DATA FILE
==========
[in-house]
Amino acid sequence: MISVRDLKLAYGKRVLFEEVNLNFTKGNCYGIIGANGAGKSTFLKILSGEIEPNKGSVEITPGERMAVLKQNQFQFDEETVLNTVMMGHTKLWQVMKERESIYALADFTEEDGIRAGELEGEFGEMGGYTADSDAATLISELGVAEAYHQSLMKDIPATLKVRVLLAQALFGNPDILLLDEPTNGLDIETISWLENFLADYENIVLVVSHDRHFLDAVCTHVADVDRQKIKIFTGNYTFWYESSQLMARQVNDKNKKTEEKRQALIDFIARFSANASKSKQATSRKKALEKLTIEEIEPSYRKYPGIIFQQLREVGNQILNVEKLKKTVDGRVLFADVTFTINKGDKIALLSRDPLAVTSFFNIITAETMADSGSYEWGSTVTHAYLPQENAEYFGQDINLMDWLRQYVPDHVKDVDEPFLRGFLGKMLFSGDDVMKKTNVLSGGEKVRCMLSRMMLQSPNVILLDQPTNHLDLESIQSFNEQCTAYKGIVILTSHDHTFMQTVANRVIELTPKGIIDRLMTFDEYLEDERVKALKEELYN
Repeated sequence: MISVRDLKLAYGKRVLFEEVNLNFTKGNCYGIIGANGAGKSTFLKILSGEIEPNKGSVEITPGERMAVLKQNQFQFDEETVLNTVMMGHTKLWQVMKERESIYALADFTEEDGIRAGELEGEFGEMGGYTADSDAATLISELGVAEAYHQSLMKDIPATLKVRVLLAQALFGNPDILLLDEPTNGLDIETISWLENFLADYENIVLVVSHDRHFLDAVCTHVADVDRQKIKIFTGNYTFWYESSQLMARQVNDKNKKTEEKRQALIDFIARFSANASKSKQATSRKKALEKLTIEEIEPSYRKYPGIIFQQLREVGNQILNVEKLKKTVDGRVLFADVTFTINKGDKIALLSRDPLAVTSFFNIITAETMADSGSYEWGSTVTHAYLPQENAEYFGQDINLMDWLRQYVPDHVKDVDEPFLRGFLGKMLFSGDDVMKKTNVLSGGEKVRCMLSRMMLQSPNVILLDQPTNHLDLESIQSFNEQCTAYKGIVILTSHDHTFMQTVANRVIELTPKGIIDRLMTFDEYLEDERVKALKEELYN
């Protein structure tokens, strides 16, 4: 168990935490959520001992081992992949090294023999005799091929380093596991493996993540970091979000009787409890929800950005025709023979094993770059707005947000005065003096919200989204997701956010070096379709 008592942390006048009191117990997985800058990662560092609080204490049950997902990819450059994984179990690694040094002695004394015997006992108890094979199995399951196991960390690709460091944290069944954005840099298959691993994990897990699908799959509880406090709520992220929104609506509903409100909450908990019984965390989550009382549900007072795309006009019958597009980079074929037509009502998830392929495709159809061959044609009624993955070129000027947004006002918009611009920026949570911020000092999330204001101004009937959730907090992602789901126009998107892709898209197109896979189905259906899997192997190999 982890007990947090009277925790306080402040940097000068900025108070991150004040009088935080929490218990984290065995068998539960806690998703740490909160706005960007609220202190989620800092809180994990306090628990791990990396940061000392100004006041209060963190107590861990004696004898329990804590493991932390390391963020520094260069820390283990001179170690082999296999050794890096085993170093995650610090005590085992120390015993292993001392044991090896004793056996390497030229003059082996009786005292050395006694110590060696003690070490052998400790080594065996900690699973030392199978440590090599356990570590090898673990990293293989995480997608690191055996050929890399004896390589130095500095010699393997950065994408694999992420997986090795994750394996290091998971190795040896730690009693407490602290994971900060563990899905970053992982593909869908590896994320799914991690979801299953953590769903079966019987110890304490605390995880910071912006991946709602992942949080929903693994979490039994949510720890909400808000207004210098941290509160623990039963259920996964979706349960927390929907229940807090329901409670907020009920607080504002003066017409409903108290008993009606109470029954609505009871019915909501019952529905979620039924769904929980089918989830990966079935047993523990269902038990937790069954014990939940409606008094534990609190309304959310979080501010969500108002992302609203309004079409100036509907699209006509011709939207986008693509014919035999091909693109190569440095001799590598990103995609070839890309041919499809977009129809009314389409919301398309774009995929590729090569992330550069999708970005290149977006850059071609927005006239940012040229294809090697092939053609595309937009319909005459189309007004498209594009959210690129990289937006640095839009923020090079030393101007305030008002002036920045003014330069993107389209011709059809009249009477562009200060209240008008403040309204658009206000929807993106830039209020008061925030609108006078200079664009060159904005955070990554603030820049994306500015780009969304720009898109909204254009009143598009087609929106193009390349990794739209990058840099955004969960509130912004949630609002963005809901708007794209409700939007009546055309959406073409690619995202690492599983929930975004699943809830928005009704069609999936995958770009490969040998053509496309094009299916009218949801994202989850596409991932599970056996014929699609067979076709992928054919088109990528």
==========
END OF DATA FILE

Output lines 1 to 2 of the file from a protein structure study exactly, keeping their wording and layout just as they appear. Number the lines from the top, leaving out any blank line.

[in-house]
Amino acid sequence: MISVRDLKLAYGKRVLFEEVNLNFTKGNCYGIIGANGAGKSTFLKILSGEIEPNKGSVEITPGERMAVLKQNQFQFDEETVLNTVMMGHTKLWQVMKERESIYALADFTEEDGIRAGELEGEFGEMGGYTADSDAATLISELGVAEAYHQSLMKDIPATLKVRVLLAQALFGNPDILLLDEPTNGLDIETISWLENFLADYENIVLVVSHDRHFLDAVCTHVADVDRQKIKIFTGNYTFWYESSQLMARQVNDKNKKTEEKRQALIDFIARFSANASKSKQATSRKKALEKLTIEEIEPSYRKYPGIIFQQLREVGNQILNVEKLKKTVDGRVLFADVTFTINKGDKIALLSRDPLAVTSFFNIITAETMADSGSYEWGSTVTHAYLPQENAEYFGQDINLMDWLRQYVPDHVKDVDEPFLRGFLGKMLFSGDDVMKKTNVLSGGEKVRCMLSRMMLQSPNVILLDQPTNHLDLESIQSFNEQCTAYKGIVILTSHDHTFMQTVANRVIELTPKGIIDRLMTFDEYLEDERVKALKEELYN